It really was a pretty quiet night as far as criminal activity. Just one speeding ticket, which takes about 45 minutes to handle from sounding the siren, pulling over the vehicle, notifying dispatch, checking the driver's license and registration, writing the ticket and writing the report.
It was a night of uneventful patrols of the town's neighborhoods and businesses, except at Hotchkiss High School. Deputy Gates Shaklee was not only coaching at the football game, he would later go on duty replacing Deputy Lloyd. Shaklee's vehicle was parked in the back of the school. During one patrol, Lloyd spotted four youths crouching by Shaklee's car. The suspects saw Deputy Lloyd's car and ran. Lloyd gave pursuit on foot, but they got away. There was not any damage to Shaklee's car.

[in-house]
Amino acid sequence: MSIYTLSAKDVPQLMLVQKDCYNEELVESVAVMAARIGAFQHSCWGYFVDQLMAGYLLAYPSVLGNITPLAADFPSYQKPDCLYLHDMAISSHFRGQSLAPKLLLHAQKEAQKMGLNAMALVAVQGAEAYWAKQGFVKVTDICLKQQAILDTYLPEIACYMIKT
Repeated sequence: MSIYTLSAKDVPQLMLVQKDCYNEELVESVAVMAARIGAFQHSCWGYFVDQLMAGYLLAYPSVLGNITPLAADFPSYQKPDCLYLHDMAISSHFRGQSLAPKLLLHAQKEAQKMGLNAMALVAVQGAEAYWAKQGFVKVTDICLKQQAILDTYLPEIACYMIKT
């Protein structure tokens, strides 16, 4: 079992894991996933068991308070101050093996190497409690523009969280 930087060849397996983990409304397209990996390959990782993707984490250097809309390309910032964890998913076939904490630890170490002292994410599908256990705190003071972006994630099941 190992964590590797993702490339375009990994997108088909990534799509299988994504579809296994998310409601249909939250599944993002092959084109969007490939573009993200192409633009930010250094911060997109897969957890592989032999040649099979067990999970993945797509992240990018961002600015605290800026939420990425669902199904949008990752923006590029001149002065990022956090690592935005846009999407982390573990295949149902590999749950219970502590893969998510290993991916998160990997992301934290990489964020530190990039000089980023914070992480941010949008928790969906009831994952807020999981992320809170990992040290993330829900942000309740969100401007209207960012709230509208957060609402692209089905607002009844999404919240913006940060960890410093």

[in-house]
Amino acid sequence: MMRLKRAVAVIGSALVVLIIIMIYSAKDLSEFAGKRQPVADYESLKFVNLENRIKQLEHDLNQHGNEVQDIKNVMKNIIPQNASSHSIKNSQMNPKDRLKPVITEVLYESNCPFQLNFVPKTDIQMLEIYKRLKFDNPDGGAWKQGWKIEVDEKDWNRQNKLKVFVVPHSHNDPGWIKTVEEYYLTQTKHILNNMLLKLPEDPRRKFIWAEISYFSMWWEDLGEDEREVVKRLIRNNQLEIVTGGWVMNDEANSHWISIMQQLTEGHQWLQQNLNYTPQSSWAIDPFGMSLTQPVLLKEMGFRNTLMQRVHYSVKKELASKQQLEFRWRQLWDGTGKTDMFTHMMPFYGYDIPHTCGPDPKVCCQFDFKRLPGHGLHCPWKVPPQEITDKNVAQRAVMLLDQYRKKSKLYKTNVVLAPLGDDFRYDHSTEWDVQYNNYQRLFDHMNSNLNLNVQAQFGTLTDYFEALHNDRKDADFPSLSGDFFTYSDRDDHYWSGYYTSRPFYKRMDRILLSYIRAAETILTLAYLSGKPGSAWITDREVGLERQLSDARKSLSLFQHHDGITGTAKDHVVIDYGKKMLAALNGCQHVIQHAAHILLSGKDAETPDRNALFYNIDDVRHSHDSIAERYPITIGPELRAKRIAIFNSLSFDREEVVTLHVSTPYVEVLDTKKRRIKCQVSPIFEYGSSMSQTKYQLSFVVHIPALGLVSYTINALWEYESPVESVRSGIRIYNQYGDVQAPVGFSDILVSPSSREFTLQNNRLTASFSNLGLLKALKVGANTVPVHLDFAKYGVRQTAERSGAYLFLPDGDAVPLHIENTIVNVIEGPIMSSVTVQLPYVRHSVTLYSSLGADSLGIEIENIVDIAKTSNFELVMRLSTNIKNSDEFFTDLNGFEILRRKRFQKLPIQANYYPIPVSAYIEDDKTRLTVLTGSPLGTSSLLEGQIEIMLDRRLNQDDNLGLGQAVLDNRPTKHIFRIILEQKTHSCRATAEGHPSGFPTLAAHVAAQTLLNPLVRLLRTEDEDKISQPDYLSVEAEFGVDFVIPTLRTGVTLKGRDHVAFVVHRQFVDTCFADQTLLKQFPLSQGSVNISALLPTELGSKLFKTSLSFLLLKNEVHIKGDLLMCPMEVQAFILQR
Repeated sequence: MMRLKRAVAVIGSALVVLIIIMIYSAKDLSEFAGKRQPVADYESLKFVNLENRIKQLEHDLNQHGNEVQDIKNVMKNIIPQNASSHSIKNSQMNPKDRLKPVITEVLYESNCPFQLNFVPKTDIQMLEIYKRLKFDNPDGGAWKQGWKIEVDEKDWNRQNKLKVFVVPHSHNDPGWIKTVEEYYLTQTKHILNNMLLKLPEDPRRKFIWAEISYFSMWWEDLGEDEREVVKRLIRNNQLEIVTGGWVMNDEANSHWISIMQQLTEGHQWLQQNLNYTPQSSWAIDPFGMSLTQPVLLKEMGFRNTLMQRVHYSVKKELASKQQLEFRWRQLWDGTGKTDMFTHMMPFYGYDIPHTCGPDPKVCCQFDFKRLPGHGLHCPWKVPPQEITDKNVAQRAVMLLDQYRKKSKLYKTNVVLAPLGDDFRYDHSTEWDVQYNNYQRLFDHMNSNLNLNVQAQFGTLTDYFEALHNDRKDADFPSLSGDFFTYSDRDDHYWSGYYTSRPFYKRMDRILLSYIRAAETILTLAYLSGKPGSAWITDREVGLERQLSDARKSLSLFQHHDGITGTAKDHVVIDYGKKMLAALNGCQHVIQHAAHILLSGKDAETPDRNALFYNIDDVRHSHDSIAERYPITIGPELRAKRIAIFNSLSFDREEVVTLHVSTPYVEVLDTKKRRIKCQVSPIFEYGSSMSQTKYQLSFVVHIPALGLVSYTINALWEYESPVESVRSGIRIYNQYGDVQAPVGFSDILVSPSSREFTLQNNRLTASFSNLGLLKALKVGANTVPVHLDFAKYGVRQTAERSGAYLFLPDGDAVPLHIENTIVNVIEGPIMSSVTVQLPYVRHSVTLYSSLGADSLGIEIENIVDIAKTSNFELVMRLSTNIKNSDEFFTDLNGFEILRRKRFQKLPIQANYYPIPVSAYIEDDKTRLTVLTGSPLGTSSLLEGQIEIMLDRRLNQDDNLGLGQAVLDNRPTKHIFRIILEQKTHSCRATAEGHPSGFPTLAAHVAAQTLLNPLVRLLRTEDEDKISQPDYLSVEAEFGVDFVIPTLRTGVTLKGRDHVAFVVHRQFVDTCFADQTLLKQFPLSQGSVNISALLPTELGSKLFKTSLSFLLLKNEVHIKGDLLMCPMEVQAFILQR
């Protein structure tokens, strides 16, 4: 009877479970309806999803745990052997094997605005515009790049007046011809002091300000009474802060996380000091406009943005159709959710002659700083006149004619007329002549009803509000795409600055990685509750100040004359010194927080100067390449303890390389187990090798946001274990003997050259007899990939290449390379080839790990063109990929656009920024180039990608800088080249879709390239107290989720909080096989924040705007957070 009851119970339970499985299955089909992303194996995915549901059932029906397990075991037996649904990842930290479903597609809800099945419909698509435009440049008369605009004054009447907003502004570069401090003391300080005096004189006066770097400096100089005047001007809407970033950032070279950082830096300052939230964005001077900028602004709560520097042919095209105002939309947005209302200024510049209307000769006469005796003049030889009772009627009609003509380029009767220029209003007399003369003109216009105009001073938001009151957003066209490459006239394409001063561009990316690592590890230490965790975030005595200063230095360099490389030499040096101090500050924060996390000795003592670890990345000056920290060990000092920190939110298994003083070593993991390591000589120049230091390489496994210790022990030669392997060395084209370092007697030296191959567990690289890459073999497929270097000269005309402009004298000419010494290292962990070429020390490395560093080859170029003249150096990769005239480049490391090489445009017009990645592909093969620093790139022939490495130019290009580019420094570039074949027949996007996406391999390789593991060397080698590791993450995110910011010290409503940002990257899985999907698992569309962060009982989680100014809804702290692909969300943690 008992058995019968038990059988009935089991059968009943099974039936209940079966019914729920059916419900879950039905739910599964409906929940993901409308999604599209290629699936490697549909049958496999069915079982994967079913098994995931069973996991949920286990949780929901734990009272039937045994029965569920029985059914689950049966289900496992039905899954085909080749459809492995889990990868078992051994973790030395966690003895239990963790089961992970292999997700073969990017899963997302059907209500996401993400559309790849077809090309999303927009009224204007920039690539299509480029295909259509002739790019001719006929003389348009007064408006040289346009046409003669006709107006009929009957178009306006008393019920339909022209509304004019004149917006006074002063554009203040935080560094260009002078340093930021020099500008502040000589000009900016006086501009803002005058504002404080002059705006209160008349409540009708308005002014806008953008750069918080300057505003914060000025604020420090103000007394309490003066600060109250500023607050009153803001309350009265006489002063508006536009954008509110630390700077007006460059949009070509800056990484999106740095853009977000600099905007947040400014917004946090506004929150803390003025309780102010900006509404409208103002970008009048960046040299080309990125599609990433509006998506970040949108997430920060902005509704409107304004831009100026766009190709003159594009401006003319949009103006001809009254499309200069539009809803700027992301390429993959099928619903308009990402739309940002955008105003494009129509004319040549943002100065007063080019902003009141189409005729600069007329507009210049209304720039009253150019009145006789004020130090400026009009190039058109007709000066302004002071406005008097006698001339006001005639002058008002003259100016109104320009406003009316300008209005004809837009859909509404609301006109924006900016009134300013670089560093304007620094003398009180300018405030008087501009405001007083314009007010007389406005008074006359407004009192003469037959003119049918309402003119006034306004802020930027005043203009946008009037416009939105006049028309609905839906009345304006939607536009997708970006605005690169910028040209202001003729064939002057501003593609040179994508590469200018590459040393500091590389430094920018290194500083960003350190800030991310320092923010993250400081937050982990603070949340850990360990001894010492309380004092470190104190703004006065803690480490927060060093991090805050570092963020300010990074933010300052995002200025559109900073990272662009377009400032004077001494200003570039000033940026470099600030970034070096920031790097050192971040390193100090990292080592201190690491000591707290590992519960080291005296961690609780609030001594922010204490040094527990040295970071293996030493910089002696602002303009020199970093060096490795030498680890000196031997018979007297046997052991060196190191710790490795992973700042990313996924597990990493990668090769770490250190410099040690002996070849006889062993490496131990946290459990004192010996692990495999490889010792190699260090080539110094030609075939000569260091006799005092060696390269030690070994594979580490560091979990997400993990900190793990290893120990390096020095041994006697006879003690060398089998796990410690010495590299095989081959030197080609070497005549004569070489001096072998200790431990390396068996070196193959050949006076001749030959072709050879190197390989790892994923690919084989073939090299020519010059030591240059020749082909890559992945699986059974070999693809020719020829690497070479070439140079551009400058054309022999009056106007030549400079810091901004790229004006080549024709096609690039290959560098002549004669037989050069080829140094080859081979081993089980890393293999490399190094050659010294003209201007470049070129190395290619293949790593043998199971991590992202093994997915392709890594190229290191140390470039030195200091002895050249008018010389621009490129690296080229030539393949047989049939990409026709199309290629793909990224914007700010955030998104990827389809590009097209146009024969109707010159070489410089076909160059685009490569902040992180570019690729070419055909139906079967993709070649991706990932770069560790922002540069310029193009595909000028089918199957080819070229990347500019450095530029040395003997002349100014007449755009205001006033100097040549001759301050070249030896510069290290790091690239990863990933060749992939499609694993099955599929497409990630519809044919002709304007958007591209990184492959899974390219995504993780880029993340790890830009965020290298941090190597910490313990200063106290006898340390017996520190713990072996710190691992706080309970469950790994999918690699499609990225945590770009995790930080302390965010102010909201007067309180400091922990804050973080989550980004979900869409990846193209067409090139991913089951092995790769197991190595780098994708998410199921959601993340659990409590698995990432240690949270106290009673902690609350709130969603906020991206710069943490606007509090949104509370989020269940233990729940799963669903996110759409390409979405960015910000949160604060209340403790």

Earlier in the evening, Lloyd parked along Bulldog Street as everyone arrived for the football game. He was a reminder to slow down and drive carefully by just sitting in his car, motioning to drivers or flashing his lights.
A number of people waved to Lloyd or said, "Hi," as they walked by. Lloyd shared that sometimes he would toss a football back and forth with some kids. That's the nice part of his job — getting to know the kids and people in the area. "That's what is enjoyable about working in a small town. That's the personable side of law enforcement," Lloyd said.
Since being with the Hotchkiss Marshal's Office, Deputy Lloyd has had only one arrested party escape from the back of his patrol car. The handcuffed woman climbed through the window and ran away, only to be chased down and returned to the vehicle by Lloyd. Freedom can be so fleeting.